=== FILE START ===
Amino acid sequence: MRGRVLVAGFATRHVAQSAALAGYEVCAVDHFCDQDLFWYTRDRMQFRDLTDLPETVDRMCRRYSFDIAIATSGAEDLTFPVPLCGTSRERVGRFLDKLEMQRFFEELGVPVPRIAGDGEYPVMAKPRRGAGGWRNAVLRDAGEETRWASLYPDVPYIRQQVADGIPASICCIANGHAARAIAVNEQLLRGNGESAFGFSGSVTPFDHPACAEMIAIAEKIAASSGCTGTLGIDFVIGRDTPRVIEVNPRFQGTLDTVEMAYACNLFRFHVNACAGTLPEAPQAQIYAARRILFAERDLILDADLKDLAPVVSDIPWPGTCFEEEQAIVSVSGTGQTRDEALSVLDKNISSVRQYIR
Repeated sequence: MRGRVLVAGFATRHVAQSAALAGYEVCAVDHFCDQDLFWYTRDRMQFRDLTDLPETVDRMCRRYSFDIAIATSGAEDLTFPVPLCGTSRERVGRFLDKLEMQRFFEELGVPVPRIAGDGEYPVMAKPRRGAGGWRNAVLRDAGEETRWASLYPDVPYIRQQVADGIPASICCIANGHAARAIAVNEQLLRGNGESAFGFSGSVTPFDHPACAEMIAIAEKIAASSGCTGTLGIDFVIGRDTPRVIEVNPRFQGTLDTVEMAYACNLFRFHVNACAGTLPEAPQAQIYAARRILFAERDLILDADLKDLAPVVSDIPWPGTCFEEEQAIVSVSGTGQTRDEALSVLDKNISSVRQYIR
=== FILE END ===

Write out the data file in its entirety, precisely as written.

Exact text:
Amino acid sequence: MRGRVLVAGFATRHVAQSAALAGYEVCAVDHFCDQDLFWYTRDRMQFRDLTDLPETVDRMCRRYSFDIAIATSGAEDLTFPVPLCGTSRERVGRFLDKLEMQRFFEELGVPVPRIAGDGEYPVMAKPRRGAGGWRNAVLRDAGEETRWASLYPDVPYIRQQVADGIPASICCIANGHAARAIAVNEQLLRGNGESAFGFSGSVTPFDHPACAEMIAIAEKIAASSGCTGTLGIDFVIGRDTPRVIEVNPRFQGTLDTVEMAYACNLFRFHVNACAGTLPEAPQAQIYAARRILFAERDLILDADLKDLAPVVSDIPWPGTCFEEEQAIVSVSGTGQTRDEALSVLDKNISSVRQYIR
Repeated sequence: MRGRVLVAGFATRHVAQSAALAGYEVCAVDHFCDQDLFWYTRDRMQFRDLTDLPETVDRMCRRYSFDIAIATSGAEDLTFPVPLCGTSRERVGRFLDKLEMQRFFEELGVPVPRIAGDGEYPVMAKPRRGAGGWRNAVLRDAGEETRWASLYPDVPYIRQQVADGIPASICCIANGHAARAIAVNEQLLRGNGESAFGFSGSVTPFDHPACAEMIAIAEKIAASSGCTGTLGIDFVIGRDTPRVIEVNPRFQGTLDTVEMAYACNLFRFHVNACAGTLPEAPQAQIYAARRILFAERDLILDADLKDLAPVVSDIPWPGTCFEEEQAIVSVSGTGQTRDEALSVLDKNISSVRQYIR